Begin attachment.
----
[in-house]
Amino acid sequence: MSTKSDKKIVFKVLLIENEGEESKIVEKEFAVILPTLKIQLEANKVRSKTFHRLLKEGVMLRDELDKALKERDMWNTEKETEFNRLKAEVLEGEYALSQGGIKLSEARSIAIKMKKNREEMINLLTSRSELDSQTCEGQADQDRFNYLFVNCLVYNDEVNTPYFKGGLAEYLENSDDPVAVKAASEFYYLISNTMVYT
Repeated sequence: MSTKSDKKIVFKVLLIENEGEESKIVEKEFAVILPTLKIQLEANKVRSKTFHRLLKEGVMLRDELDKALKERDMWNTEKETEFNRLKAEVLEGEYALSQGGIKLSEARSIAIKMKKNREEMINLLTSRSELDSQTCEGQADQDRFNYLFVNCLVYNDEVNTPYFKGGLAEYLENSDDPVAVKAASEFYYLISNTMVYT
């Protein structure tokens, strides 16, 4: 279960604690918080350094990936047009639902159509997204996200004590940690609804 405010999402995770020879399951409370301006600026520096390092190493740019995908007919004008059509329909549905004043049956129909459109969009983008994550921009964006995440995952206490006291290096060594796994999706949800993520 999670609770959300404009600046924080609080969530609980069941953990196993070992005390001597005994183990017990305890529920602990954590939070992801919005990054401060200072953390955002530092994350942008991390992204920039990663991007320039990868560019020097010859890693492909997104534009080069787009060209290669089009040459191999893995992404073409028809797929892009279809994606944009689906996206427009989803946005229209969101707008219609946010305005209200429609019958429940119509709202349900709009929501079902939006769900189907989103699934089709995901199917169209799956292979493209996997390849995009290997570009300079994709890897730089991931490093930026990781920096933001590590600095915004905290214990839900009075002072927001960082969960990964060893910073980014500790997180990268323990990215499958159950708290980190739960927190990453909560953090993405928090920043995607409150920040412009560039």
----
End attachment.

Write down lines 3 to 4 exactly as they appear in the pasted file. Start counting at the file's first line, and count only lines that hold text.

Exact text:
Repeated sequence: MSTKSDKKIVFKVLLIENEGEESKIVEKEFAVILPTLKIQLEANKVRSKTFHRLLKEGVMLRDELDKALKERDMWNTEKETEFNRLKAEVLEGEYALSQGGIKLSEARSIAIKMKKNREEMINLLTSRSELDSQTCEGQADQDRFNYLFVNCLVYNDEVNTPYFKGGLAEYLENSDDPVAVKAASEFYYLISNTMVYT
């Protein structure tokens, strides 16, 4: 279960604690918080350094990936047009639902159509997204996200004590940690609804 405010999402995770020879399951409370301006600026520096390092190493740019995908007919004008059509329909549905004043049956129909459109969009983008994550921009964006995440995952206490006291290096060594796994999706949800993520 999670609770959300404009600046924080609080969530609980069941953990196993070992005390001597005994183990017990305890529920602990954590939070992801919005990054401060200072953390955002530092994350942008991390992204920039990663991007320039990868560019020097010859890693492909997104534009080069787009060209290669089009040459191999893995992404073409028809797929892009279809994606944009689906996206427009989803946005229209969101707008219609946010305005209200429609019958429940119509709202349900709009929501079902939006769900189907989103699934089709995901199917169209799956292979493209996997390849995009290997570009300079994709890897730089991931490093930026990781920096933001590590600095915004905290214990839900009075002072927001960082969960990964060893910073980014500790997180990268323990990215499958159950708290980190739960927190990453909560953090993405928090920043995607409150920040412009560039």